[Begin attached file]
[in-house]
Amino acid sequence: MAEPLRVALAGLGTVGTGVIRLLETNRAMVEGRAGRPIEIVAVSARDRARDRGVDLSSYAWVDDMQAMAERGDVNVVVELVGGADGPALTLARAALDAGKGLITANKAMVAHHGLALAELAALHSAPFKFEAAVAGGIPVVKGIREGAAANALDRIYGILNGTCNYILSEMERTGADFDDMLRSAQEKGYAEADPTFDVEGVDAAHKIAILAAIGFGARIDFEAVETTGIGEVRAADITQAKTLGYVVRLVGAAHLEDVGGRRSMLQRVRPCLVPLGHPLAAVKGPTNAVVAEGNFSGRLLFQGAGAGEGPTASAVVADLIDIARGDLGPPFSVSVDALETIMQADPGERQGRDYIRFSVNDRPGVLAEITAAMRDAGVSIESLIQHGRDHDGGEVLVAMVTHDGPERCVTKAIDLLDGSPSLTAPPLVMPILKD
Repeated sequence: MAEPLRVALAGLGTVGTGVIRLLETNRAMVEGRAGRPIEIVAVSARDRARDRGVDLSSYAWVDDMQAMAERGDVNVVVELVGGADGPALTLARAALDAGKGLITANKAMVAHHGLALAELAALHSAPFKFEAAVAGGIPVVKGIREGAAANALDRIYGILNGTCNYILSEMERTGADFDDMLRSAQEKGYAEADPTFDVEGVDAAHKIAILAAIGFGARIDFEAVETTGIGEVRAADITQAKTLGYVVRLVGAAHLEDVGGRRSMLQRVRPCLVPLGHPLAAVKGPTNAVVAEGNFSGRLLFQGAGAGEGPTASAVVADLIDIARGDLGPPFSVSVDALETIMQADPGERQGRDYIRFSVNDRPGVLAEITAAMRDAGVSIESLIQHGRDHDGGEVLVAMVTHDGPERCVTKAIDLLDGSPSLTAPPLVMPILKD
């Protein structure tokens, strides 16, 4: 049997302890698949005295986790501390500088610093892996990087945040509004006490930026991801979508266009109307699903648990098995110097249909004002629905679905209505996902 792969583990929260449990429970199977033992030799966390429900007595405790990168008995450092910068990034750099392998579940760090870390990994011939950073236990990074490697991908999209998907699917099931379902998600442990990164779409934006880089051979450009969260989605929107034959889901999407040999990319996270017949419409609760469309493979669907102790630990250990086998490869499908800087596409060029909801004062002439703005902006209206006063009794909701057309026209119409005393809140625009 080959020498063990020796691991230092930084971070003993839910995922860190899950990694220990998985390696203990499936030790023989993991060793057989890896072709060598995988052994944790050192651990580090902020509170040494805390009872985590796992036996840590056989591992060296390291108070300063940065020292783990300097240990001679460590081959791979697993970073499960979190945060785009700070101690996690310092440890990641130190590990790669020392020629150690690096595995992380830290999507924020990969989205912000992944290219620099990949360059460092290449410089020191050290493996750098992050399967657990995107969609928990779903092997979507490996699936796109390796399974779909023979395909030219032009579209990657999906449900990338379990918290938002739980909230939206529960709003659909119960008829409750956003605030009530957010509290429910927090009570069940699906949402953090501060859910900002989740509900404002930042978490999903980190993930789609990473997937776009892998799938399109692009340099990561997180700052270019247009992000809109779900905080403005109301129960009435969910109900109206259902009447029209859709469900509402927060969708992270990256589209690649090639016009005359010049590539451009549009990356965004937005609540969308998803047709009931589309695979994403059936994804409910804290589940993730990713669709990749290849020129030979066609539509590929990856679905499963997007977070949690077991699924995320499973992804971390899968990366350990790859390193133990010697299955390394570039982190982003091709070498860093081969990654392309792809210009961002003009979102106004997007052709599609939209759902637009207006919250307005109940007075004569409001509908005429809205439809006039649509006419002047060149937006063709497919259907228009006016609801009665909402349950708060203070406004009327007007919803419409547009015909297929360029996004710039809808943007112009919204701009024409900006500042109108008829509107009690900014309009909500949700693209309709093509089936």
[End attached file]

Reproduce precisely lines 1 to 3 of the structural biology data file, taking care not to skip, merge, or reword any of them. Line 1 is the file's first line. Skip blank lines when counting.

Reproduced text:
[in-house]
Amino acid sequence: MAEPLRVALAGLGTVGTGVIRLLETNRAMVEGRAGRPIEIVAVSARDRARDRGVDLSSYAWVDDMQAMAERGDVNVVVELVGGADGPALTLARAALDAGKGLITANKAMVAHHGLALAELAALHSAPFKFEAAVAGGIPVVKGIREGAAANALDRIYGILNGTCNYILSEMERTGADFDDMLRSAQEKGYAEADPTFDVEGVDAAHKIAILAAIGFGARIDFEAVETTGIGEVRAADITQAKTLGYVVRLVGAAHLEDVGGRRSMLQRVRPCLVPLGHPLAAVKGPTNAVVAEGNFSGRLLFQGAGAGEGPTASAVVADLIDIARGDLGPPFSVSVDALETIMQADPGERQGRDYIRFSVNDRPGVLAEITAAMRDAGVSIESLIQHGRDHDGGEVLVAMVTHDGPERCVTKAIDLLDGSPSLTAPPLVMPILKD
Repeated sequence: MAEPLRVALAGLGTVGTGVIRLLETNRAMVEGRAGRPIEIVAVSARDRARDRGVDLSSYAWVDDMQAMAERGDVNVVVELVGGADGPALTLARAALDAGKGLITANKAMVAHHGLALAELAALHSAPFKFEAAVAGGIPVVKGIREGAAANALDRIYGILNGTCNYILSEMERTGADFDDMLRSAQEKGYAEADPTFDVEGVDAAHKIAILAAIGFGARIDFEAVETTGIGEVRAADITQAKTLGYVVRLVGAAHLEDVGGRRSMLQRVRPCLVPLGHPLAAVKGPTNAVVAEGNFSGRLLFQGAGAGEGPTASAVVADLIDIARGDLGPPFSVSVDALETIMQADPGERQGRDYIRFSVNDRPGVLAEITAAMRDAGVSIESLIQHGRDHDGGEVLVAMVTHDGPERCVTKAIDLLDGSPSLTAPPLVMPILKD